A Worthy Sacrifice

Wash yourselves; make yourselves clean; remove the evil of your deeds from before my eyes; cease to do evil, learn to do good; seek justice, correct oppression; bring justice to the fatherless, plead the widow’s cause, (Isaiah 1: 16-17, ESV).

Those who have never understood the phrase “righteous anger” would do well to read Isaiah 1: 1-20. The Book of Isaiah starts with a bang; God is not happy with His people. The country lies desolate before them – cities burned, towns ravaged, foreigners taking over. Matthew Henry tells us that this has the effect of awakening the people, but only partly so. “Oops! God’s angry. We’d better placate Him with sacrifices!” Only this time, it doesn’t work.

Not only did God not accept their sacrifices, He flat out abhorred them. Why? Because He knew their hearts. They viewed the sacrifices as cause and effect, “a bribe,” as it were. The real issue was that sacrifice was for atonement, and they didn’t want atonement; they merely wanted to appease God’s anger. “Many who will readily part with their sacrifices,” says Henry, “will not be persuaded to part with their sins.” And this was the real issue.

While the passage speaks of a remnant of people committed to God, the rest of Israel was wholly corrupt. Any parallels? Yes, yes. It’s too easy. But let’s be honest; it happens in every society. What’s happened to America has happened to every society before it. We fail to take God seriously; and often, we in the church are the worst offenders.

We craft worship songs that are more about how we feel than about who God is; we seek preachers to make us feel good about ourselves. We give God our lip service, but we withhold our hearts. Why? Because of our idols – those sins we hold too close to our hearts to give up. But like Gollum in the Lord of the Rings, we’ll hold fast to that which binds us, only realizing too late how craven we were as our sins pull us down into the fires of Hell.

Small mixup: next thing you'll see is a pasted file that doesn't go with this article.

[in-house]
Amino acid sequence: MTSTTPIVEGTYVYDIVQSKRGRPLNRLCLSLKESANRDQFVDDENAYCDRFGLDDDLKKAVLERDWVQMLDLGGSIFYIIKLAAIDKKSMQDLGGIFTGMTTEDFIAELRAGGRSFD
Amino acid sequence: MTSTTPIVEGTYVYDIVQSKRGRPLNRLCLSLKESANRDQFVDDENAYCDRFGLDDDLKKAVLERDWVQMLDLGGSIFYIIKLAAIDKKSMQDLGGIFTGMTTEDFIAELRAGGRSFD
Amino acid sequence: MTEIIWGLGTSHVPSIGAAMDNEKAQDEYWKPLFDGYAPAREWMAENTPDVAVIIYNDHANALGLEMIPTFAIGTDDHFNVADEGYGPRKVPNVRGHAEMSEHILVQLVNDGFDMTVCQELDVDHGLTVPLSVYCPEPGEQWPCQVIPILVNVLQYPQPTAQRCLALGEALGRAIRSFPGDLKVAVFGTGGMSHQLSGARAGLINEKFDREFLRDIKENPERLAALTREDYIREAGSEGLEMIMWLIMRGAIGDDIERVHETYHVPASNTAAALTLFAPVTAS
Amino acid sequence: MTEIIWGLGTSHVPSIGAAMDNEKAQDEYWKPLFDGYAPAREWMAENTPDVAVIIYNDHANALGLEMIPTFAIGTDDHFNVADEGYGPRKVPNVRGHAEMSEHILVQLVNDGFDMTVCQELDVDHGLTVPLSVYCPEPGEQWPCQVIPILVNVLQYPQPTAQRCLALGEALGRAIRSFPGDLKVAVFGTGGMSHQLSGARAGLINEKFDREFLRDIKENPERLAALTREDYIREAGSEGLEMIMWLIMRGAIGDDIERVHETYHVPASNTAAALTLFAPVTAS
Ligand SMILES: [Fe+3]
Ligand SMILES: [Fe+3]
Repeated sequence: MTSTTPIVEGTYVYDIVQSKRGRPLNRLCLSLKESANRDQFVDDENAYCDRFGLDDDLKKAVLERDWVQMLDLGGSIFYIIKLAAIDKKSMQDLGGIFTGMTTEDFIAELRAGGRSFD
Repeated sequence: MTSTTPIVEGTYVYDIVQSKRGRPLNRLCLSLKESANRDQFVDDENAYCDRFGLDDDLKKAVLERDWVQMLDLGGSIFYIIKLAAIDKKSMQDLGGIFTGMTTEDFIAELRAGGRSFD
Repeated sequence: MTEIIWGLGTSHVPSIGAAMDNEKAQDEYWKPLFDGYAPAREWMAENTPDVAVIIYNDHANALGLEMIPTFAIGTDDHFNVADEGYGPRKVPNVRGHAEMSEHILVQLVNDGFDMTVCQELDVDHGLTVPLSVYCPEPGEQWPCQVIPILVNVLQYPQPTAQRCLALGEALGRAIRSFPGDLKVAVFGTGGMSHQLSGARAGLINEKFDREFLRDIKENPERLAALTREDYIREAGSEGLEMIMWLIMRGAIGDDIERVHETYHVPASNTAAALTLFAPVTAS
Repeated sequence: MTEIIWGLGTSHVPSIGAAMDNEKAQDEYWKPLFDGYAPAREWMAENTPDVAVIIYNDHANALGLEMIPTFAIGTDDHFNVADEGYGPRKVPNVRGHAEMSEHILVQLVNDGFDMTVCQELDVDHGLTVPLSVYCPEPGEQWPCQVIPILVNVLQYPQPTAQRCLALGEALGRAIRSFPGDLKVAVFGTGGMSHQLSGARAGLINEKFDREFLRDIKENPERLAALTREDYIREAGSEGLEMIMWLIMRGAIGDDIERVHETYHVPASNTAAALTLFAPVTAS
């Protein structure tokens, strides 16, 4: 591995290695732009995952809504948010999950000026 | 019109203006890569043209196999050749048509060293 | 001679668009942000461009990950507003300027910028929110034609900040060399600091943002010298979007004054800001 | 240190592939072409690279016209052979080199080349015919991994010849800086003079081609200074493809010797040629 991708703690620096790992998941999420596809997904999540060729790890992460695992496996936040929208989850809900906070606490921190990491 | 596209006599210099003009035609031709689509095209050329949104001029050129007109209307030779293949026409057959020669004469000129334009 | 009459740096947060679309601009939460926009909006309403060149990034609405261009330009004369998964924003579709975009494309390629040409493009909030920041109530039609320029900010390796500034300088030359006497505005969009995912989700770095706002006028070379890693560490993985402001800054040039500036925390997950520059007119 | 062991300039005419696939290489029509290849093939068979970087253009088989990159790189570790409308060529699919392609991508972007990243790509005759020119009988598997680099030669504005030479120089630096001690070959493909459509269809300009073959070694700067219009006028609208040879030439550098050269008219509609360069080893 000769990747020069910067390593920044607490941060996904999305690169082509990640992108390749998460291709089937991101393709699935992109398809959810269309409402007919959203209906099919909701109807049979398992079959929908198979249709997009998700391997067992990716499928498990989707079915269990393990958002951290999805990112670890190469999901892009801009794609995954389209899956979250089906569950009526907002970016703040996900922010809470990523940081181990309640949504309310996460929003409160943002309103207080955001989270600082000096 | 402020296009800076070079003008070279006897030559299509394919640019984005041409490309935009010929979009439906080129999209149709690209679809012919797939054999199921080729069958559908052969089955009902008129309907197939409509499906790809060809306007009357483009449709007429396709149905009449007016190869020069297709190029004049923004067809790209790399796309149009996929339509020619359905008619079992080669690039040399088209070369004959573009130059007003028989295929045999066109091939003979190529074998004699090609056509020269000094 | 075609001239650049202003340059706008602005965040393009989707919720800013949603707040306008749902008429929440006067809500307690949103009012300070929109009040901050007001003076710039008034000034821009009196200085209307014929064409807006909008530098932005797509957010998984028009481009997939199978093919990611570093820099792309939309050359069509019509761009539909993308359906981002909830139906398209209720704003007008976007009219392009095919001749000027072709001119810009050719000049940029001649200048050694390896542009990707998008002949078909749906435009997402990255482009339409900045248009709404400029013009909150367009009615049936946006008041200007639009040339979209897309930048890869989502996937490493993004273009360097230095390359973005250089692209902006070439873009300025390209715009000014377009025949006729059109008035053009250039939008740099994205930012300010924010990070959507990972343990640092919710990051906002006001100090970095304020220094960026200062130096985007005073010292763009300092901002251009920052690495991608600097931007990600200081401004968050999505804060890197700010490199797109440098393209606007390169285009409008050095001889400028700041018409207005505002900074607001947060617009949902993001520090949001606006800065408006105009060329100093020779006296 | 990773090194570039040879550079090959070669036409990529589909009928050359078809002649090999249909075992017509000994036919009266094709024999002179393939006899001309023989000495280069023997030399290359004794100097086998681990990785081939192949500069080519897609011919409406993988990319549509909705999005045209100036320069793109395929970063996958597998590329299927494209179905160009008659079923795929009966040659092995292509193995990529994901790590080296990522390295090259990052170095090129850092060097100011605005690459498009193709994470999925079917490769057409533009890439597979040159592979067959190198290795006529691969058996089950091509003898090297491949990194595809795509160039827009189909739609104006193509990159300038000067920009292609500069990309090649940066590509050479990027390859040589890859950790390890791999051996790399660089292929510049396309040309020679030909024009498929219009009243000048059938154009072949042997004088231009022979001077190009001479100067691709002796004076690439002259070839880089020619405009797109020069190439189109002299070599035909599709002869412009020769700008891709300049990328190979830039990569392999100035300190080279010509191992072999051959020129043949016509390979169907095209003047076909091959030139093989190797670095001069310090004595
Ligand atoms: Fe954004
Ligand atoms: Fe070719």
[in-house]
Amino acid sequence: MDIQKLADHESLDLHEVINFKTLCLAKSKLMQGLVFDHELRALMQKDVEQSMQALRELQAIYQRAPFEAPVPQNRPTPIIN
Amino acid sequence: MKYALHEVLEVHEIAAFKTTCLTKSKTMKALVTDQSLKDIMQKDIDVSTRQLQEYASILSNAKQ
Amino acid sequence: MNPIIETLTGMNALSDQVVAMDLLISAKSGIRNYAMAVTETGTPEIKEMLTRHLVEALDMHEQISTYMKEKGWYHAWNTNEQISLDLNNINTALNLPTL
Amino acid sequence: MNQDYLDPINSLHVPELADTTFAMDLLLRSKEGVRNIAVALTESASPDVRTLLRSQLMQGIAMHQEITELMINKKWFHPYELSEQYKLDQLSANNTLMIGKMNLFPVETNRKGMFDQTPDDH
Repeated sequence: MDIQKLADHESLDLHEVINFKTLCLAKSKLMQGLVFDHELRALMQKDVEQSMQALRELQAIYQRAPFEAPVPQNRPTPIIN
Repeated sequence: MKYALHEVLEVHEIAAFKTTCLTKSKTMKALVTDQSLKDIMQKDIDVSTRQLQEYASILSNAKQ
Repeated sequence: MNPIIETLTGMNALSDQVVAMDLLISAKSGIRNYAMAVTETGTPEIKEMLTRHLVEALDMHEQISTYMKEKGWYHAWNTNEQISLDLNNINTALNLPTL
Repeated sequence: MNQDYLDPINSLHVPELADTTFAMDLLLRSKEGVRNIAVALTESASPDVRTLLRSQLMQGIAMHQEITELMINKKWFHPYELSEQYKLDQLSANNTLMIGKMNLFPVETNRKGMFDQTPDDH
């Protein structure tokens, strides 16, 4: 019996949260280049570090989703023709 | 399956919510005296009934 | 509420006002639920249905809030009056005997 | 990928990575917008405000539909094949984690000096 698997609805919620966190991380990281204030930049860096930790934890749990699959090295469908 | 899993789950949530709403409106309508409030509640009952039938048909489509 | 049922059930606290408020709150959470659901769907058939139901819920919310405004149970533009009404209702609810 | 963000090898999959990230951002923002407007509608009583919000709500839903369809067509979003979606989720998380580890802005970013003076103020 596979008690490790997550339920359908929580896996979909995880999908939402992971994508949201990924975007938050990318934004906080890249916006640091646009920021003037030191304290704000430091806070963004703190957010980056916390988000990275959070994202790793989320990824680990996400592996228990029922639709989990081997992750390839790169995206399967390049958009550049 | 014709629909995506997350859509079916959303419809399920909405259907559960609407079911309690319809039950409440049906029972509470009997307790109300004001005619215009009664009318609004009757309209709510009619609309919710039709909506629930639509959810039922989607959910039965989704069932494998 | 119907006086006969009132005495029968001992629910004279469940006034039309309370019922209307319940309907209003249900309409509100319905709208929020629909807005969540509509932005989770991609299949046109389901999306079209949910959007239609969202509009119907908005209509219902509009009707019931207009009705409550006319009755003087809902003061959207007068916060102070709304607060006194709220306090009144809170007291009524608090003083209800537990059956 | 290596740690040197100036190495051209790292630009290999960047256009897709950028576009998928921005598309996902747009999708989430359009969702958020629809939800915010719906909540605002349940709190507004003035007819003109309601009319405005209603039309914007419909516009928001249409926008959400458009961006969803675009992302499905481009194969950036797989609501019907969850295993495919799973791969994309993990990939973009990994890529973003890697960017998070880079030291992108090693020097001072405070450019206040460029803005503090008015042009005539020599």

But God is not willing to let us go without a fight. See the passage immediately following:

Come now, let us reason together, says the Lord: though your sins are like scarlet, they shall be as white as snow; though they are red like crimson, they shall become like wool. If you are willing and obedient, you shall eat the good of the land; but if you refuse and rebel, you shall be eaten by the sword; for the mouth of the Lord has spoken,” (Isaiah 1: 18-20, ESV).

Good stuff … and frightening. Notice where the gray area is in that last passage? Right. There is none. God is black and white. There is no gray with Him. No middle ground. You’re either for Him or against Him, and it doesn’t go well for those who are against Him (“eaten by the sword” … Yikes!).

It’s beyond time for us to repent – as a nation and as individuals. It’s time for us to wash ourselves clean in that fountain provided by the shed blood of Christ. It’s time for us to turn away from our sins and turn to God. Only then will justice rule the nation. Only then will we stop focusing on ourselves long enough to stop the oppression of those whose voices cry out for relief.

No government program can replace personal work. We must be involved on a personal level in the fight to win justice for the oppressed and fatherless; we must care for the widows ourselves. We must act outside ourselves, our circles, and our comfort zones. We must find ourselves in the service of others.

It is the only sacrifice pleasing to God.

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